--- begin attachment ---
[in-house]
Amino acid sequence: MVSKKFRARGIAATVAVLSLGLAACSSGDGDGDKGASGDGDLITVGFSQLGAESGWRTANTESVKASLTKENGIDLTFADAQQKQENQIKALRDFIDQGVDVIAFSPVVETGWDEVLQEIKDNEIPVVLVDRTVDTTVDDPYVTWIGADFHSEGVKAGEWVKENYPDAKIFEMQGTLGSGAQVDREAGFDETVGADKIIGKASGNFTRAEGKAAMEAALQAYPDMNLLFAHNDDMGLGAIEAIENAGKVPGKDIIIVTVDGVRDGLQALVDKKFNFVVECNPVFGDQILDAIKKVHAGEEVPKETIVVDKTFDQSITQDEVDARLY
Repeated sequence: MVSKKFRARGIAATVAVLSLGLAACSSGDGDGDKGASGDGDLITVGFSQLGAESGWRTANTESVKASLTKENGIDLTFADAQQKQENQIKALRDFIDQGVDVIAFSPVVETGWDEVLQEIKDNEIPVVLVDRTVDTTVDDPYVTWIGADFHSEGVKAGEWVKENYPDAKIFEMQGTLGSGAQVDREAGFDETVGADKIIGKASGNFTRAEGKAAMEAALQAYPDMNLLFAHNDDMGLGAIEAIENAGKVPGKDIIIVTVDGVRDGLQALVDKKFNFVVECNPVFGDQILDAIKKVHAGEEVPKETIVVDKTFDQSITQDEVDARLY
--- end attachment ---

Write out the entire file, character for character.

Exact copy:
[in-house]
Amino acid sequence: MVSKKFRARGIAATVAVLSLGLAACSSGDGDGDKGASGDGDLITVGFSQLGAESGWRTANTESVKASLTKENGIDLTFADAQQKQENQIKALRDFIDQGVDVIAFSPVVETGWDEVLQEIKDNEIPVVLVDRTVDTTVDDPYVTWIGADFHSEGVKAGEWVKENYPDAKIFEMQGTLGSGAQVDREAGFDETVGADKIIGKASGNFTRAEGKAAMEAALQAYPDMNLLFAHNDDMGLGAIEAIENAGKVPGKDIIIVTVDGVRDGLQALVDKKFNFVVECNPVFGDQILDAIKKVHAGEEVPKETIVVDKTFDQSITQDEVDARLY
Repeated sequence: MVSKKFRARGIAATVAVLSLGLAACSSGDGDGDKGASGDGDLITVGFSQLGAESGWRTANTESVKASLTKENGIDLTFADAQQKQENQIKALRDFIDQGVDVIAFSPVVETGWDEVLQEIKDNEIPVVLVDRTVDTTVDDPYVTWIGADFHSEGVKAGEWVKENYPDAKIFEMQGTLGSGAQVDREAGFDETVGADKIIGKASGNFTRAEGKAAMEAALQAYPDMNLLFAHNDDMGLGAIEAIENAGKVPGKDIIIVTVDGVRDGLQALVDKKFNFVVECNPVFGDQILDAIKKVHAGEEVPKETIVVDKTFDQSITQDEVDARLY